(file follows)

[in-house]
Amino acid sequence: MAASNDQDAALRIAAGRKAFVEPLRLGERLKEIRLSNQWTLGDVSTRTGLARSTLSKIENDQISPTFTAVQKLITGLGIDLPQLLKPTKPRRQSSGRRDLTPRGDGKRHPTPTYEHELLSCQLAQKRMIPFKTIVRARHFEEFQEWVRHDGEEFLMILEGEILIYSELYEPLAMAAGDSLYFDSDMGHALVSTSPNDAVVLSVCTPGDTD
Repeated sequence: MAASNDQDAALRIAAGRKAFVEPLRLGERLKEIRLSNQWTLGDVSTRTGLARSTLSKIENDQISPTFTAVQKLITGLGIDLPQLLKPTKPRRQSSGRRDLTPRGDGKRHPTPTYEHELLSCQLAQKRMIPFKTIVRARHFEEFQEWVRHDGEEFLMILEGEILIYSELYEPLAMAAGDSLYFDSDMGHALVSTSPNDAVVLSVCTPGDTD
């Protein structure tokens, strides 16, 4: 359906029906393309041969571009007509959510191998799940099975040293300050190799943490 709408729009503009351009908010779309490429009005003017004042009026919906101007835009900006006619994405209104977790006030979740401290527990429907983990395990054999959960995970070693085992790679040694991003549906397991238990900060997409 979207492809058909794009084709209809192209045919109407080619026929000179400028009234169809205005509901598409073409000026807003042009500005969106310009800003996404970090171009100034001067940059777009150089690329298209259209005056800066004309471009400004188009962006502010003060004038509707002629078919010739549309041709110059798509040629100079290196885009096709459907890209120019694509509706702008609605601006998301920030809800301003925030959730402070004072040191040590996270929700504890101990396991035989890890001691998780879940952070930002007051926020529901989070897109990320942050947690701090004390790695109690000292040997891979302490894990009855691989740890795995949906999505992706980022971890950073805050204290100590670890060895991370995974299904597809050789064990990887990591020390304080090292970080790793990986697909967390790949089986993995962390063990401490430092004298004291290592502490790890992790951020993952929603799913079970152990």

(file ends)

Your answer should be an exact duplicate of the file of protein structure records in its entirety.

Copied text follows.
[in-house]
Amino acid sequence: MAASNDQDAALRIAAGRKAFVEPLRLGERLKEIRLSNQWTLGDVSTRTGLARSTLSKIENDQISPTFTAVQKLITGLGIDLPQLLKPTKPRRQSSGRRDLTPRGDGKRHPTPTYEHELLSCQLAQKRMIPFKTIVRARHFEEFQEWVRHDGEEFLMILEGEILIYSELYEPLAMAAGDSLYFDSDMGHALVSTSPNDAVVLSVCTPGDTD
Repeated sequence: MAASNDQDAALRIAAGRKAFVEPLRLGERLKEIRLSNQWTLGDVSTRTGLARSTLSKIENDQISPTFTAVQKLITGLGIDLPQLLKPTKPRRQSSGRRDLTPRGDGKRHPTPTYEHELLSCQLAQKRMIPFKTIVRARHFEEFQEWVRHDGEEFLMILEGEILIYSELYEPLAMAAGDSLYFDSDMGHALVSTSPNDAVVLSVCTPGDTD
């Protein structure tokens, strides 16, 4: 359906029906393309041969571009007509959510191998799940099975040293300050190799943490 709408729009503009351009908010779309490429009005003017004042009026919906101007835009900006006619994405209104977790006030979740401290527990429907983990395990054999959960995970070693085992790679040694991003549906397991238990900060997409 979207492809058909794009084709209809192209045919109407080619026929000179400028009234169809205005509901598409073409000026807003042009500005969106310009800003996404970090171009100034001067940059777009150089690329298209259209005056800066004309471009400004188009962006502010003060004038509707002629078919010739549309041709110059798509040629100079290196885009096709459907890209120019694509509706702008609605601006998301920030809800301003925030959730402070004072040191040590996270929700504890101990396991035989890890001691998780879940952070930002007051926020529901989070897109990320942050947690701090004390790695109690000292040997891979302490894990009855691989740890795995949906999505992706980022971890950073805050204290100590670890060895991370995974299904597809050789064990990887990591020390304080090292970080790793990986697909967390790949089986993995962390063990401490430092004298004291290592502490790890992790951020993952929603799913079970152990």